“The cement factory and the industrial units across the river have never bothered me, or taken from the vista. A treat is to see a ship coming into dock and I am always joined by passing strangers eager to enjoy the view. This painting is a celebration of a local gem” she says.
Like many Limerick people Gillian was fortunate to spend every summer of her childhood in Kilkee Co. Clare. “These vivid autobiographical memories strongly inform my work” she says. She is currently developing a new body of paintings, which excavate these nostalgic memories which are bittersweet in the era of this pandemic.
“The notion of being on holidays is now elevated into a cloud of affectionate nostalgia through which the idealised environment of the seaside of the past is viewed. This is the sentiment I aim to explore in these paintings, by appropriating imagery from old photographs, and creating landscapes which include familiar scenes and landmarks.”
Her painting Italian Riviera is based on an old postcard and is in the permanent collection of Limerick City Gallery and often taken out during the summer months due to its popularity with viewers.
The costumes and colouring cue nostalgia which opens up our sentimental attachment to the past, to, perhaps a simpler and more beautiful way of life. We know that we are being drawn into a world that no longer exists (if it ever did) but we willingly suspend our cynicism and linger and long for that world.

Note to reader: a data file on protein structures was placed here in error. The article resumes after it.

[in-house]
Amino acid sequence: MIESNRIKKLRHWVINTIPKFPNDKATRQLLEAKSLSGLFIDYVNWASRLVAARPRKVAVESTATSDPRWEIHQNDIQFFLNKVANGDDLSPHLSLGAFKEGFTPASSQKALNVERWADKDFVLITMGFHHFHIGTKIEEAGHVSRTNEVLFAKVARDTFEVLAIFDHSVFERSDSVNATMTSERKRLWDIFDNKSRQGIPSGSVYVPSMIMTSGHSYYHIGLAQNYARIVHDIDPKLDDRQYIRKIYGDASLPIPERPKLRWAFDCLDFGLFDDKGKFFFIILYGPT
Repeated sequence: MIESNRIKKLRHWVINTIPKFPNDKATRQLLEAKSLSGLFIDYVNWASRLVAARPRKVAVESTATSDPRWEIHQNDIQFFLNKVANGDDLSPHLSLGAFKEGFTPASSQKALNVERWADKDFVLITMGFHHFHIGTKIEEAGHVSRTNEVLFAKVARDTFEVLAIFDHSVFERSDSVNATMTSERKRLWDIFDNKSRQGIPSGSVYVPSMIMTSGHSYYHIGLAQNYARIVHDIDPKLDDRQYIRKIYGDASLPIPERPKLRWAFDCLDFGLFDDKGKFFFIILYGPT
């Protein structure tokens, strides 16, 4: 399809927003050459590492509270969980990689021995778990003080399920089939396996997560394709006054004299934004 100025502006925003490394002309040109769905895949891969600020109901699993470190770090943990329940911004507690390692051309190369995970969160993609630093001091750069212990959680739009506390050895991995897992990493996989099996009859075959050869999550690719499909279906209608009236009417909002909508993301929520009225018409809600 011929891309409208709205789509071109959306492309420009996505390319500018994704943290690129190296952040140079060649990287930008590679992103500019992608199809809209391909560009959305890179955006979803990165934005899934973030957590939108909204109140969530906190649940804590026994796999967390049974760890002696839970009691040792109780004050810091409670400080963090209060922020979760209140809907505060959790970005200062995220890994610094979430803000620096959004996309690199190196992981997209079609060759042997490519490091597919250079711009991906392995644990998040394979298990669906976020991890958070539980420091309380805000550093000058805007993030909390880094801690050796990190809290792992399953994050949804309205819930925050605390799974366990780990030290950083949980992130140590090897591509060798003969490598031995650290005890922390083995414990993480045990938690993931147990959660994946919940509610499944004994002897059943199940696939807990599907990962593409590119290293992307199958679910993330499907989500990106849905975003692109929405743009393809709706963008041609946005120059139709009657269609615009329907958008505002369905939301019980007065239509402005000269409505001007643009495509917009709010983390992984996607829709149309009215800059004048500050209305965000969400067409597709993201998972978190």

Vivid autobiographical memories and influences from film and early Kodachrome photography strongly inform the work of Gillian Kenny Shinnors. Her work excavates strong photographic references through the use of painterly language.
Kenny Shinnors generates her work not only through appropriating imagery from old photographs but also self- generated imagery which includes familiar scenes and landmarks. Her unique perspective includes strong pictorial compositions, juxtapositions of people and architecture and her distinctive strongly saturated palette, capturing light and shade.
As a footnote (and I believe it should only be a footnote) to this artist’s public persona I should mention, for those who may not know, that Gillian is the daughter-in-law of renowned artist John Shinnors, whom she acknowledges as a mentor. Great credit is due to her for emerging from that long shadaow to shine as a superb artist in her own right.
Gillian has a batch of new (2021) oil on canvas paintings which will feature in the exhibition ‘Continuation’ opening September 9th in The People’s Museum of Limerick – COVID restrictions permitting.
You can visit her website to see her most recent work kennyshinnorsartist.com